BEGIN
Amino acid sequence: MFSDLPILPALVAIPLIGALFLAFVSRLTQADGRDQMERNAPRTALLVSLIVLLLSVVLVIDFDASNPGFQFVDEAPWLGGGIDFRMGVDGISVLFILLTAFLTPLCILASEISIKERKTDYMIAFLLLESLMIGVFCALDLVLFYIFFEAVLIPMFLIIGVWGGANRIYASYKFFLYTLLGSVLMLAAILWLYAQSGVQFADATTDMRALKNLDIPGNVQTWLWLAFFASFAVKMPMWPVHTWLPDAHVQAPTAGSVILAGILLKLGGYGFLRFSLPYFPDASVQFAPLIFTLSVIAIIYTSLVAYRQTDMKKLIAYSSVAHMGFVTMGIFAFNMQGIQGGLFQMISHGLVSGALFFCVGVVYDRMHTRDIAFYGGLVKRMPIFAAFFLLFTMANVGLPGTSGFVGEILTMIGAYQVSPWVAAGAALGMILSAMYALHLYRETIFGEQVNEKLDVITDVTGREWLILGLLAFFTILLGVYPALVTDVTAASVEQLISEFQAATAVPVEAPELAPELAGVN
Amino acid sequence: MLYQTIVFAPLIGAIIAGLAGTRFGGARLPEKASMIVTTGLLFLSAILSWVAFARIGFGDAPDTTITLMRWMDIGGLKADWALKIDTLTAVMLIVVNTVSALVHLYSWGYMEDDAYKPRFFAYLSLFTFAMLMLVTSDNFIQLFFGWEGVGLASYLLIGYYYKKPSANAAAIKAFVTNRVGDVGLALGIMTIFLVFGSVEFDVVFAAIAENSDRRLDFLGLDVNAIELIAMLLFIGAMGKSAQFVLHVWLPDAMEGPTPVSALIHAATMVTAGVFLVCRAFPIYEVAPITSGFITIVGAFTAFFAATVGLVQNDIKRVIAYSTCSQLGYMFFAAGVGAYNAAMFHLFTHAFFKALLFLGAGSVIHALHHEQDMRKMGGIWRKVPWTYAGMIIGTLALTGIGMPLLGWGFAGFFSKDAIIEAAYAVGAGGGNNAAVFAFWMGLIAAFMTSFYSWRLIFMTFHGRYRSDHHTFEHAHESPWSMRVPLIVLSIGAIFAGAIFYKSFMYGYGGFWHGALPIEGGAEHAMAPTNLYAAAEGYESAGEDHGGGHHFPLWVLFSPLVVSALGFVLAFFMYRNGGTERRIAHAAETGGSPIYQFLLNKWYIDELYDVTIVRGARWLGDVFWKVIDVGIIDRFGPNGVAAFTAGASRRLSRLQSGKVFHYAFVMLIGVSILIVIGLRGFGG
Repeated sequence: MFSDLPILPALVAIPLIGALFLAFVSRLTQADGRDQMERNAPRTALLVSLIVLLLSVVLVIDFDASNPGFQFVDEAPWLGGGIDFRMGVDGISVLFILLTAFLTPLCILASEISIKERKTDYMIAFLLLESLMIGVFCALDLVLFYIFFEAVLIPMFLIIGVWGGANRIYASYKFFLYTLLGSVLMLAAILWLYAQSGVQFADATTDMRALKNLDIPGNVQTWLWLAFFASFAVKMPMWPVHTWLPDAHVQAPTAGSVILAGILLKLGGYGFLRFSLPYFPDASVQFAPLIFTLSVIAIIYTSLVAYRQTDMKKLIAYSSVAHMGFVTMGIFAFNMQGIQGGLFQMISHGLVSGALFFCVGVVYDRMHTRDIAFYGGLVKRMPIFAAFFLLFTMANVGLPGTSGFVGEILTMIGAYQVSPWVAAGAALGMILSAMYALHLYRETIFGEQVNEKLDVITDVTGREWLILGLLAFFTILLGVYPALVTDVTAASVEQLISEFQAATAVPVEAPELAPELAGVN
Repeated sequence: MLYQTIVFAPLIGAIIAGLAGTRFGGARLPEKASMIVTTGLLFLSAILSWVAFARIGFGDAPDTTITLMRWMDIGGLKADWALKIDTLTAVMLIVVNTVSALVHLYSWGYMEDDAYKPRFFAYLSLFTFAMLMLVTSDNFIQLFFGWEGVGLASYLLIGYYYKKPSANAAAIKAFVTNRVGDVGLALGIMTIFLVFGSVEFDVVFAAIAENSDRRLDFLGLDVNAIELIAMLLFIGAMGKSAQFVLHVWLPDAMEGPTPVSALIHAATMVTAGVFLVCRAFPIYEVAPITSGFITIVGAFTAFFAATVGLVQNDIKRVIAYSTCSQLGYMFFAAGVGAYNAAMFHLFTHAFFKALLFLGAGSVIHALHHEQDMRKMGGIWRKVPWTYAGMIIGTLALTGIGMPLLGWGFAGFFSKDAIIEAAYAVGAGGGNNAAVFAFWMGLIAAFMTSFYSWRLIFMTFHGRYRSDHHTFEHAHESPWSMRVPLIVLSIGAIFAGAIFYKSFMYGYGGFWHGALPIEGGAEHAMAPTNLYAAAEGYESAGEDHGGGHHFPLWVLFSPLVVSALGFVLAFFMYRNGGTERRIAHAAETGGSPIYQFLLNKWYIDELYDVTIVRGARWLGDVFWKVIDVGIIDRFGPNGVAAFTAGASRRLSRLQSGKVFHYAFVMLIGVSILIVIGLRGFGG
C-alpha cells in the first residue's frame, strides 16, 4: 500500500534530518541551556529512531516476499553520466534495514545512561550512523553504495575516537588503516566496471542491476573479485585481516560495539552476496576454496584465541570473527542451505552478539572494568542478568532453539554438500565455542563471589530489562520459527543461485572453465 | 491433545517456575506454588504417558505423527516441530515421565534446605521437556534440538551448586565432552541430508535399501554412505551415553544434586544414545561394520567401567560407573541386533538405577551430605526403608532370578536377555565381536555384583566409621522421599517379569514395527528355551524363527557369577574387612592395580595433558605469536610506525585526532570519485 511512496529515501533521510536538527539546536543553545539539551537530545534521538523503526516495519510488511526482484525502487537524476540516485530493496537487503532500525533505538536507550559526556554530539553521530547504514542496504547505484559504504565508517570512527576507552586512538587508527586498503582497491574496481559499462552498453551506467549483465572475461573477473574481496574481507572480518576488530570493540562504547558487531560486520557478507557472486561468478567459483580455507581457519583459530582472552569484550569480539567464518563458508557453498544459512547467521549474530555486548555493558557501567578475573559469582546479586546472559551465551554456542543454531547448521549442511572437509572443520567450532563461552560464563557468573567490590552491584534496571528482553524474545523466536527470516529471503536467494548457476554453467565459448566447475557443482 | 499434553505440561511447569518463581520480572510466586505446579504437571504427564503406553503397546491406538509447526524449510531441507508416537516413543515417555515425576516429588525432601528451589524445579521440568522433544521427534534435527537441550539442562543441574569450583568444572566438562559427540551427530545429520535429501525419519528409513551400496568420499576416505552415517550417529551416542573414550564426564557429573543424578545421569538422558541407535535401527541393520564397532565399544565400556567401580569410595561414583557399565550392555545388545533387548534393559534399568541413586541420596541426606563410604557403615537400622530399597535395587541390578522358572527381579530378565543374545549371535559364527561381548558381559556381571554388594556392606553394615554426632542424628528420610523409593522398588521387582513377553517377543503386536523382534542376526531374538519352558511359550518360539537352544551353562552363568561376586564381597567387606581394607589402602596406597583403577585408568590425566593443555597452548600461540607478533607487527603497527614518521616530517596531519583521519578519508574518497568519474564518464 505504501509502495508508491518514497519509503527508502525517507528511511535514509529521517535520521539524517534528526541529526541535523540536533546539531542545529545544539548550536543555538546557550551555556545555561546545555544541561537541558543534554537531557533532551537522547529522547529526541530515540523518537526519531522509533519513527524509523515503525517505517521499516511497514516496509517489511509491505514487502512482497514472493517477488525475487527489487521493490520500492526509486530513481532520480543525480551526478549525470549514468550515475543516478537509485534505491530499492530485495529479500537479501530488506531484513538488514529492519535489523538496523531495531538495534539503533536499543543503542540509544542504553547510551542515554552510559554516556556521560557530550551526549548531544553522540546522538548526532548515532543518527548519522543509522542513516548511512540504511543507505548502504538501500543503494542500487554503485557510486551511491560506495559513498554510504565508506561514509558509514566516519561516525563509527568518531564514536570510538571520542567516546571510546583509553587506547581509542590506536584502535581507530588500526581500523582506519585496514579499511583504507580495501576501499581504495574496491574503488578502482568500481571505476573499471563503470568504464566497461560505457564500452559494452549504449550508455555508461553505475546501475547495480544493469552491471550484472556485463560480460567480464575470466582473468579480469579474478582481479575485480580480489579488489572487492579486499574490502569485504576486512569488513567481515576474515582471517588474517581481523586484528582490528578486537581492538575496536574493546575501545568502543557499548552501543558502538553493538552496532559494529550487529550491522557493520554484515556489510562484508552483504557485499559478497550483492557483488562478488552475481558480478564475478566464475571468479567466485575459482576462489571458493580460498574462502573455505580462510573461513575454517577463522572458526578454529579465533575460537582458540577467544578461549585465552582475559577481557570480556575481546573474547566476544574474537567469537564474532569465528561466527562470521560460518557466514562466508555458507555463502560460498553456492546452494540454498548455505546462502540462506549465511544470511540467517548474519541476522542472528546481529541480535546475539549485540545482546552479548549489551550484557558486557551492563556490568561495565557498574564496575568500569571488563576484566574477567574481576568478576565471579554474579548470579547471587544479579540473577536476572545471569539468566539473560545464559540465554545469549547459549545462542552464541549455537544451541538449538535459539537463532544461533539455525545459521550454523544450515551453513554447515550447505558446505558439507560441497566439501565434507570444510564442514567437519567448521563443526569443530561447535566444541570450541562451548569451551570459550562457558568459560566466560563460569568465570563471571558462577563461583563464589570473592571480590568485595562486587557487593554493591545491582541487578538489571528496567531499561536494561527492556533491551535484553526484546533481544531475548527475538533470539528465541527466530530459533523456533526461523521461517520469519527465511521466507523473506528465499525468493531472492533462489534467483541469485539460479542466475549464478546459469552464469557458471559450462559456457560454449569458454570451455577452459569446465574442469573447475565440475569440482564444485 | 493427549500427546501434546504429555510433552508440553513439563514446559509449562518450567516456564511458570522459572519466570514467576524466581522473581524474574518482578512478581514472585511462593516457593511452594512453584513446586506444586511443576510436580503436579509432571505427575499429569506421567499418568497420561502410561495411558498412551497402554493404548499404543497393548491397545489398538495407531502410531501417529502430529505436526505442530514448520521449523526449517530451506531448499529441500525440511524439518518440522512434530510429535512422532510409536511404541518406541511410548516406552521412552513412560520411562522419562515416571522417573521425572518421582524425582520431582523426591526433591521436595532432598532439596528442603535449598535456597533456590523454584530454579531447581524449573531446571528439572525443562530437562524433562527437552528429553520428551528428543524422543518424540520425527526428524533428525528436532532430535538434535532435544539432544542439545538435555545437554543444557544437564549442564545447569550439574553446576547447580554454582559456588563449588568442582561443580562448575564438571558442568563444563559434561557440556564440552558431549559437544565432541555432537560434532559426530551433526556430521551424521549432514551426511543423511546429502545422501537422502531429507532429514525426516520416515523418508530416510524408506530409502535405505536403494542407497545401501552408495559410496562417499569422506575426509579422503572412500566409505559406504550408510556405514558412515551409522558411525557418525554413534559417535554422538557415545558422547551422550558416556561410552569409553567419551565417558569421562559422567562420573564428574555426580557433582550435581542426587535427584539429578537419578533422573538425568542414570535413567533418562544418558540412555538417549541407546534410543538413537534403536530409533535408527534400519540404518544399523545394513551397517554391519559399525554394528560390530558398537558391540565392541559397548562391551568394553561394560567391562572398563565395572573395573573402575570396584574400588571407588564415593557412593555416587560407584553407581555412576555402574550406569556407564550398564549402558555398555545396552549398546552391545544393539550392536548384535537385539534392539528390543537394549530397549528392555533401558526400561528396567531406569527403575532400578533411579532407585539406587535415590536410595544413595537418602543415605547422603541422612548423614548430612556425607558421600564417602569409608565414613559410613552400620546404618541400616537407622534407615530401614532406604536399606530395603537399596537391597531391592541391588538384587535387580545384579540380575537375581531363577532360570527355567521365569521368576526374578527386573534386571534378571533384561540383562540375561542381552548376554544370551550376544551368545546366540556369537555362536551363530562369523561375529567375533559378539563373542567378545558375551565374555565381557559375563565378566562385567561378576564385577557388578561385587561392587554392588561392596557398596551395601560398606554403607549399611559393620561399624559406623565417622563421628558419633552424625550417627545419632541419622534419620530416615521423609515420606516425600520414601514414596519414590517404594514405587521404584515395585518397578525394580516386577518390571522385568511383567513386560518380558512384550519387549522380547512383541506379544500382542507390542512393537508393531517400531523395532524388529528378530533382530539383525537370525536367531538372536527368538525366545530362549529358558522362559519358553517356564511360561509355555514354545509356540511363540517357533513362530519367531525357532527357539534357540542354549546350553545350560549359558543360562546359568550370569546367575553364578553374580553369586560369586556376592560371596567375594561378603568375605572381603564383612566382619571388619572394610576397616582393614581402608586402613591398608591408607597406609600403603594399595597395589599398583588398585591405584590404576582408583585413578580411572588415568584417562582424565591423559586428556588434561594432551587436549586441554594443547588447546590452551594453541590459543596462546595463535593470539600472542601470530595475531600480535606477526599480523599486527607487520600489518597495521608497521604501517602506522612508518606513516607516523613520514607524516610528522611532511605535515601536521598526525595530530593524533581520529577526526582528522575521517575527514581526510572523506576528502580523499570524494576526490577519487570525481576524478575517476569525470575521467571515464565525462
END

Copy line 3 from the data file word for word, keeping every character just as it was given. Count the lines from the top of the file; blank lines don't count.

Repeated sequence: MFSDLPILPALVAIPLIGALFLAFVSRLTQADGRDQMERNAPRTALLVSLIVLLLSVVLVIDFDASNPGFQFVDEAPWLGGGIDFRMGVDGISVLFILLTAFLTPLCILASEISIKERKTDYMIAFLLLESLMIGVFCALDLVLFYIFFEAVLIPMFLIIGVWGGANRIYASYKFFLYTLLGSVLMLAAILWLYAQSGVQFADATTDMRALKNLDIPGNVQTWLWLAFFASFAVKMPMWPVHTWLPDAHVQAPTAGSVILAGILLKLGGYGFLRFSLPYFPDASVQFAPLIFTLSVIAIIYTSLVAYRQTDMKKLIAYSSVAHMGFVTMGIFAFNMQGIQGGLFQMISHGLVSGALFFCVGVVYDRMHTRDIAFYGGLVKRMPIFAAFFLLFTMANVGLPGTSGFVGEILTMIGAYQVSPWVAAGAALGMILSAMYALHLYRETIFGEQVNEKLDVITDVTGREWLILGLLAFFTILLGVYPALVTDVTAASVEQLISEFQAATAVPVEAPELAPELAGVN